Hi everyone. I have a persistent code 33+34 going back to 1995 when I bought an '86 convertible with 83k. Back in 1997, I replaced the MAF sensor, but the codes persisted. I was mad, especially since the MAF was a pricey sensor, so I learned to live with it. Fast forward to last fall, the intake gasket failed and was leaking coolant into the crankcase, so I did a top end on it. I replaced everything that was a wear part, including vac lines. I was excited to finally drive the car without a SES light, but no luck. So I'm reaching out to ask advice on where to go from here. I can order a new MAF sensor for about $70, which is a lot cheaper than what I paid for the last replacement, but I'm afraid the light will remain. Is there a relay, or something I'm missing? Chiltons says to check terminal C to test for voltage. Which one of the 4 wires is "C"? Any help will be appreciated!
You need to make sure you get a old style heated wire type MAF or you will live with codes.

There is a lot going on, besides just replacing parts have you done any trouble shooting? IMO is is strange to see both 33/34 together. I would suspect a Faulty MAF or most likely issues with 30 year old wiring.
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Old 03-13-2019, 08:36 AM
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vader86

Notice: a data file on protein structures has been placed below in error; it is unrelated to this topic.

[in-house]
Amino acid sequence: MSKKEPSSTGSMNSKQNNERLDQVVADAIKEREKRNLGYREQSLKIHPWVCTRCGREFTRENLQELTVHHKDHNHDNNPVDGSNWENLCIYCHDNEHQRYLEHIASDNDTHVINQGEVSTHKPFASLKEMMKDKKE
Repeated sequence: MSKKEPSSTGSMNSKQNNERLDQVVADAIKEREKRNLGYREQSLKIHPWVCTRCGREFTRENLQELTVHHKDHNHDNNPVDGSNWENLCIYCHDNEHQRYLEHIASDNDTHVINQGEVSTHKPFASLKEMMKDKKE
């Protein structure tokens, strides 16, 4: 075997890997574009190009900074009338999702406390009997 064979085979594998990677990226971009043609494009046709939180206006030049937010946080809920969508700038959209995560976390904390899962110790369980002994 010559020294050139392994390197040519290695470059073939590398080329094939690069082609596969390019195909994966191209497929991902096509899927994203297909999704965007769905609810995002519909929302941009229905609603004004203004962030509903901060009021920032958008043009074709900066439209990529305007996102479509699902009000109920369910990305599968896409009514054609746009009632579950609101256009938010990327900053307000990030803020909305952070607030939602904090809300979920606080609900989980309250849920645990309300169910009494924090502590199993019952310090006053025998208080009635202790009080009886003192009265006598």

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First thing you should always do with a MAF is replace the relays, they are on the firewall behind the battery. There are 2. If one fails, replace both. If the MAF itself fails, replace both with it.

See if the SES comes back before you replace a MAF sensor
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Old 03-13-2019, 12:22 PM
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Old 03-13-2019, 12:45 PM
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Disagree !!! See my website ! greg
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Old 03-13-2019, 02:26 PM
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KyleF
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Originally Posted by vader86 View Post
First thing you should always do with a MAF is replace the relays, they are on the firewall behind the battery. There are 2. If one fails, replace both. If the MAF itself fails, replace both with it.

See if the SES comes back before you replace a MAF sensor
First thing you should do is troubleshoot. Don't just throw parts or re-engineered parts at a problem. You may never get it fixed and be out money.
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Old 03-13-2019, 02:29 PM
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Originally Posted by KyleF View Post